Overview (Masterplots II: Christian Literature)
After slaughter, torture, and organized oppression, how can nations heal? Is the Christian gospel of reconciliation at all relevant in the political arena? Does God’s promise of redemption and salvation have any meaning during the messy transition to democracy or during reconstruction of fractured nations? John W. de Gruchy, a political theologian, wrestles with these questions in a study of reconciliation and its relation to restorative as opposed to retributive justice. Personal experience of entrenched racism and institutionalized oppression of non-Europeans during the apartheid regime in South Africa informs his analysis. He contextualizes theological ideas by considering the rationale for and the limitations of hearings conducted by the Truth and Reconciliation Commission (TRC) after the dissolution of apartheid. His ideas are relevant for peacemakers in other countries struggling with reconstruction after periods of atrocities, such as genocide in Rwanda, sectarianism in Northern Ireland, or ethnic cleansing in Serbia.
Reconciliation is organized around three major topics: the language of reconciliation, agency or the role of the church as an instrument of reconciliation, and the process of reconciliation. De Gruchy explains that when people speak of reconciliation, meaning depends on the context. If the context is theological, reconciliation is between fallen humans and God; if personal, it is between people, such as feuding neighbors or spouses; if social, it is among local groups, such as in schools with troubled relations; and if political, it is among larger groups such as victims of apartheid, perpetrators of abuse, and bystanders. In all cases, reconciliation involves a restoration of social relationships by overcoming enmity and abuse.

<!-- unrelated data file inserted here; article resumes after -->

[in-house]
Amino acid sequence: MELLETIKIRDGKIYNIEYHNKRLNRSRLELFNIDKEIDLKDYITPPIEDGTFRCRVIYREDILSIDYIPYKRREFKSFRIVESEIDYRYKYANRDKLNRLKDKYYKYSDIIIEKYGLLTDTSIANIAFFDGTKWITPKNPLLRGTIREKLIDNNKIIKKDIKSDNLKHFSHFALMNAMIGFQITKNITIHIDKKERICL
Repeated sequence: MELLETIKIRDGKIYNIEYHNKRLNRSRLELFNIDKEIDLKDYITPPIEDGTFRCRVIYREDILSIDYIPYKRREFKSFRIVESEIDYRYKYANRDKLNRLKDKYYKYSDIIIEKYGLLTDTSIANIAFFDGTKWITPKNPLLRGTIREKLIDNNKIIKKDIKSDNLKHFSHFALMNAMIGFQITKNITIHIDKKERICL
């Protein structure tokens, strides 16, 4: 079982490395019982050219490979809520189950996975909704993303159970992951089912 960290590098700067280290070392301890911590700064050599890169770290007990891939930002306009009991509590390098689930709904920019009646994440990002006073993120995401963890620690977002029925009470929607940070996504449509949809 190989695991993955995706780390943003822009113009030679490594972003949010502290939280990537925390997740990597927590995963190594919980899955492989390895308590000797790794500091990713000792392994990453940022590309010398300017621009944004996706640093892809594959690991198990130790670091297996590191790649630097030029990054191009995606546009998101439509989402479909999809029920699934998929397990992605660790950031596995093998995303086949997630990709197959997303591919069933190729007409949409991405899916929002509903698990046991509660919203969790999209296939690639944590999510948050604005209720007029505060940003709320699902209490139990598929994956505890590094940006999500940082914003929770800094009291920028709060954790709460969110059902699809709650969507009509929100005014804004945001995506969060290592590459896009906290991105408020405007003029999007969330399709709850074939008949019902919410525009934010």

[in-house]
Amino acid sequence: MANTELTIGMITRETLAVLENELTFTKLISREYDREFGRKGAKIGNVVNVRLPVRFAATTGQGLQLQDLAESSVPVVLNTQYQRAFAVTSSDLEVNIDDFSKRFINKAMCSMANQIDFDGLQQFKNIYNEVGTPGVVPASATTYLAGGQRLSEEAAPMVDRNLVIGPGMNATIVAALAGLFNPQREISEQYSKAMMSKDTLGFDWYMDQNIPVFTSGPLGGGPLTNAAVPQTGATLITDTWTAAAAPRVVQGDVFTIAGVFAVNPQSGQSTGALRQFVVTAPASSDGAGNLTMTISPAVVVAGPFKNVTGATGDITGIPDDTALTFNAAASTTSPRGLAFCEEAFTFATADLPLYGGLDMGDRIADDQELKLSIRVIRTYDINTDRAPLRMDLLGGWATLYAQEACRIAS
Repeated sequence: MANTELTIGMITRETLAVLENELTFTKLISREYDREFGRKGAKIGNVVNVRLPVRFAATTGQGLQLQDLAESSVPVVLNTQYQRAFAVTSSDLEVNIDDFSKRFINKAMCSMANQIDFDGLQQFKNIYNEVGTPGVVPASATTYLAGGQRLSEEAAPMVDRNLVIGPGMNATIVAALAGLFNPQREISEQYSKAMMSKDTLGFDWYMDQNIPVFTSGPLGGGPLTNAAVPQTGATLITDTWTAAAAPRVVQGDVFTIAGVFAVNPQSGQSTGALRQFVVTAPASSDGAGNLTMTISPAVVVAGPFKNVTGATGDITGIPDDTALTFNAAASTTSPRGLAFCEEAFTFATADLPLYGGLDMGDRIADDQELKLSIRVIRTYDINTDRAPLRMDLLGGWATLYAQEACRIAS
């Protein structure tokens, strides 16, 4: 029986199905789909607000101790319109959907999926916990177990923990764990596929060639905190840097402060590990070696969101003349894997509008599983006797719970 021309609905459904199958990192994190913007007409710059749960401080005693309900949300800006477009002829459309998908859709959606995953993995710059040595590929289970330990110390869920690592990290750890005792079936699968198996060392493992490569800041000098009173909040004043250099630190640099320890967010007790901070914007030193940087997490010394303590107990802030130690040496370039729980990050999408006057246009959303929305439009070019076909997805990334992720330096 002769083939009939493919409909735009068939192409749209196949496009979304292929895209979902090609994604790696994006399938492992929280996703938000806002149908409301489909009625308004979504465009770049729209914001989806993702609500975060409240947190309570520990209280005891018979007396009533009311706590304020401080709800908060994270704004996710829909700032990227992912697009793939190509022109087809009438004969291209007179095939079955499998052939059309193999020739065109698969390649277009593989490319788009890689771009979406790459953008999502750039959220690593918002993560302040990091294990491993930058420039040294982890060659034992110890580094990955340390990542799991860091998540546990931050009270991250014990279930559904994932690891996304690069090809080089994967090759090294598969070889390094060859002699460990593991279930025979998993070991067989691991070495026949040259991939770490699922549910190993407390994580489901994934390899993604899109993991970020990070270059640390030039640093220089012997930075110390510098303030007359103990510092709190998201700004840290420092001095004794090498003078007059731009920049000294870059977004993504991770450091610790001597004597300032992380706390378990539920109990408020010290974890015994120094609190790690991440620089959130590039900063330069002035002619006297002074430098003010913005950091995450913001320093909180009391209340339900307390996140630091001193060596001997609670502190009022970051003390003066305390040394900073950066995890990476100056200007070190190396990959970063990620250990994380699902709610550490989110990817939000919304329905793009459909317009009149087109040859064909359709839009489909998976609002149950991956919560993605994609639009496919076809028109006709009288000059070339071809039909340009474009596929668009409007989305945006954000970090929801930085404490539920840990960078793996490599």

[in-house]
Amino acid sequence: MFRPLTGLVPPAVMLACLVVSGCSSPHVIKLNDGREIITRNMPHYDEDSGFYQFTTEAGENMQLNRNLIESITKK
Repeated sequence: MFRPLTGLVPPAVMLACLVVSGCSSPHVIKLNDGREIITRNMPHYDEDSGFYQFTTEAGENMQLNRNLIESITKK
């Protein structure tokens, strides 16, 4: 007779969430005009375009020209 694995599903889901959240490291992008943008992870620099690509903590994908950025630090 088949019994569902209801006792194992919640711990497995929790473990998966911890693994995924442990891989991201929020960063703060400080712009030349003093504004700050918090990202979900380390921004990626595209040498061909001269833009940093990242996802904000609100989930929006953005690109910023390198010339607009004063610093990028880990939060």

Ambiguity arises when meaning shifts with context or when the language of victims and perpetrators differs. For example, de Gruchy states, in South Africa, eleven official languages exist. Reconciliation for some black South Africans means restoration of identity, whereas for some white Afrikaners it means restoration of justice or the promise of amnesty. The many meanings of...
(The entire section is 886 words.)
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Bibliography (Masterplots II: Christian Literature)
Sources for Further Study
Hayner, Priscilla B. Unspeakable Truths: Facing the Challenge of Truth Commissions. New York: Routledge, 2002. Surveys efforts worldwide to rebuild countries by examining patterns of past human rights abuses and by giving voices to victims.
Kelly, Geffrey B., and F. Burton Nelson, eds. A Testament to Freedom: The Essential Writings of Dietrich Bonhoeffer. Rev. ed. New York: HarperSanFranciso, 1995. Excerpts from the works of Bonhoeffer, a martyred theologian who resisted the Nazis. He believed that Christians are called to work for social justice as disciples of Christ. Useful essays by the editors introduce each section.
Krog, Antjie. Country of My Skull: Guilt, Sorrow, and the Limits of Forgiveness in the New South Africa. New York: Times Books, 1999. A wrenching record of apartheid victims confronting perpetrators in public hearings. Will help readers understand forgiveness as moral courage.
Tutu, Desmond Mpilo. No Future Without Forgiveness. New York: Image/Doubleday, 1999. Winner of the 1984 Nobel Peace Prize and former Anglican archbishop, Tutu describes his role as chairperson of the Truth and Reconciliation Commission in South Africa.